abc blocksI’ve done a lot of things in my life. Had a lot of careers:

Reporter, editor, freelancer; children’s theater choreographer; personal chef & party planner.

I’ve never worked as hard, though, or been forced to be as creative as when I was a preschool teacher.

A few years ago I taught a bushel of 4-year-olds at our local preschool. Since then, I’ve kept my hand in the teaching pot, leading a singing, rollicking, weekly chapel program.

But Monday, I’m jumping into the classroom again.

Preschool is a magical age. The standardized testing machine hasn’t drilled down to this age (yet), so days are filled with finger paints and dramatic play. Reality hasn’t created a shell of cynicism, so imaginations are huge. Curiosity is rewarded.

Read that again:

Curiosity.

Is.

Rewarded.

Something happens as our children get older. I don’t know if it’s because they’re over-scheduled, over-tested or over-bombarded with information and images, but they stop asking, “Why?” They stop wondering, “What would happen if …?”

Not in my classroom. We spent — and will spend — an inordinate amount of time pondering, wondering and experimenting:

“How long do you think it will take for this snow to melt?” (An appropriate question given our deluge.)

“Will it melt faster with salt? What if we put sugar on it?”

“Should we pour on hot water? What about ice water? Would that make it melt faster … or just refreeze?”

Creativity blooms from wonder. But it’s also birthed from failure. You can’t foster curiosity without a healthy respect for — and acceptance of — being wrong.

“Do you think these leaves will turn brown when they dry?” I asked my own children one fall as we tacked colorful maple leaves onto poster board. “Or will they stay red?”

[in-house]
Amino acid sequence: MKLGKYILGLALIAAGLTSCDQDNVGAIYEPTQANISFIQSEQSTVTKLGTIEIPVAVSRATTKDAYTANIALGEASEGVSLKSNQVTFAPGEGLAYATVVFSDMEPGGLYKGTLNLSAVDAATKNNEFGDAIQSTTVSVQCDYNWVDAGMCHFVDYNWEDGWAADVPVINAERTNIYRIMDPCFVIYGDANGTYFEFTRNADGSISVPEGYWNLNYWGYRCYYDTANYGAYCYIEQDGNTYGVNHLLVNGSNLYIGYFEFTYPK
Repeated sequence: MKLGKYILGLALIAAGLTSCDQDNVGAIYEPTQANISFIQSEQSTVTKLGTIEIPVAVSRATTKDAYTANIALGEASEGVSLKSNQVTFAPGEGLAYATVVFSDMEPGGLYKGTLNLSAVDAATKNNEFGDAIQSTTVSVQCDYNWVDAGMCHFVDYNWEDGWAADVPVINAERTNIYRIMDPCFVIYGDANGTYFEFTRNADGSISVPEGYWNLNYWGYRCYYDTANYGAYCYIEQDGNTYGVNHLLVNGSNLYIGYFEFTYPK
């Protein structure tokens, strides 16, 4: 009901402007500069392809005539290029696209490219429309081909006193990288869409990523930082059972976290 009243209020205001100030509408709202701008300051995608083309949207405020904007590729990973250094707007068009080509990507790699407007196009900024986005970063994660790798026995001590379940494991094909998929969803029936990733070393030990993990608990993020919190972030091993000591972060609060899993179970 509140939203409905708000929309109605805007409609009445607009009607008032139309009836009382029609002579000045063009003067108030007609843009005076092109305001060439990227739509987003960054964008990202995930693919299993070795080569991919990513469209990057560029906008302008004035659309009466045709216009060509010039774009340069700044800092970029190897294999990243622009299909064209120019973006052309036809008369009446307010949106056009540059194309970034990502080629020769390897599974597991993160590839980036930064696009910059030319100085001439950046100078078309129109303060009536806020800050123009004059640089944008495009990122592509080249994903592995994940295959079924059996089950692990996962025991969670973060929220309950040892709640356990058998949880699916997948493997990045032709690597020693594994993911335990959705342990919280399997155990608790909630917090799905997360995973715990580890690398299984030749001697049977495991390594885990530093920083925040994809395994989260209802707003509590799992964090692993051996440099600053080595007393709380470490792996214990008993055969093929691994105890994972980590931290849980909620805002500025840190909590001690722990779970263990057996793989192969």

One son guessed brown. The other, red.

“Do you know it doesn’t matter if your guess is right or wrong?” I said. “What’s important is asking the question.”

(They stayed red.)

I can’t wait to get back to the classroom. Those 4-year-olds pique my curiosity, too. They crack my shell of cynicism. They expand my imagination.

Most important, though, they force me to embrace failure so I can see something utterly, totally new.

What-Would-Happen-If Pumpkin Bread

pumpkin batter

I discovered “Mrs. Raymond Schenk’s Pumpkin Cake” recipe this Thanksgiving. It sits on page 760 of “The Essential New York Times Cook Book.” It’s fast to put together; it requires no exotic ingredients; and it bakes into a bundt cake that can do double-duty as dessert or coffee cake.

It also has similar ingredient ratios as muffins and quick breads. Which led me to ask, “I wonder what would happen if I baked this into mini loaves of bread?”

Nothing but deliciousness.

Now it’s your turn. Try this as a bread. (You’ll have to increase the baking time if you use a standard loaf pan.) Or pour it into a well-greased bundt pan and bake it as a cake. (Double the baking time.) You might even use it to make muffins. Or some other confection that hasn’t crossed my mind.

  • 3 cups all-purpose flour
  • 2 teaspoons baking powder
  • 2 teaspoons baking soda
  • 2 teaspoons ground cinnamon
  • 1 teaspoon salt
  • 2 cups sugar
  • 1 1/4 cups vegetable oil
  • 1 1/2 cups pure pumpkin puree (almost an entire 14.5-ounce can)
  • 4 eggs
  • 1 cup dried fruit (I use an assortment of raisins and cranberries)
  • 1 cup chopped pecans (or any other nut)

Preheat your oven to 350 degrees.

Grease eight miniature bread molds and set aside.

In a medium bowl, sift together the flour, baking powder, baking soda, cinnamon and salt. Set aside.

In the bowl of a heavy-duty stand mixer, combine the sugar, oil and pumpkin. Beat on medium speed until everything is well incorporated.

Add the eggs, one at a time, beating well after each addition.

On low speed, add the dry ingredients in three batches. Mix only until they’re incorporated.

Add the dried fruit and nuts, again beating at low speed just ’til incorporated.

pumpkin in pans (2)Divide the batter among your loaf molds.

Bake for 25-30 minutes, or until a tester inserted in the loaves comes out clean.

Cool the bread for 10 minutes, then gently remove the loaves to a tray or baking sheet. The bread is good to eat now, but even better if you wait a day for the flavors to fully meld.

pumpkin baked

 

Advertisements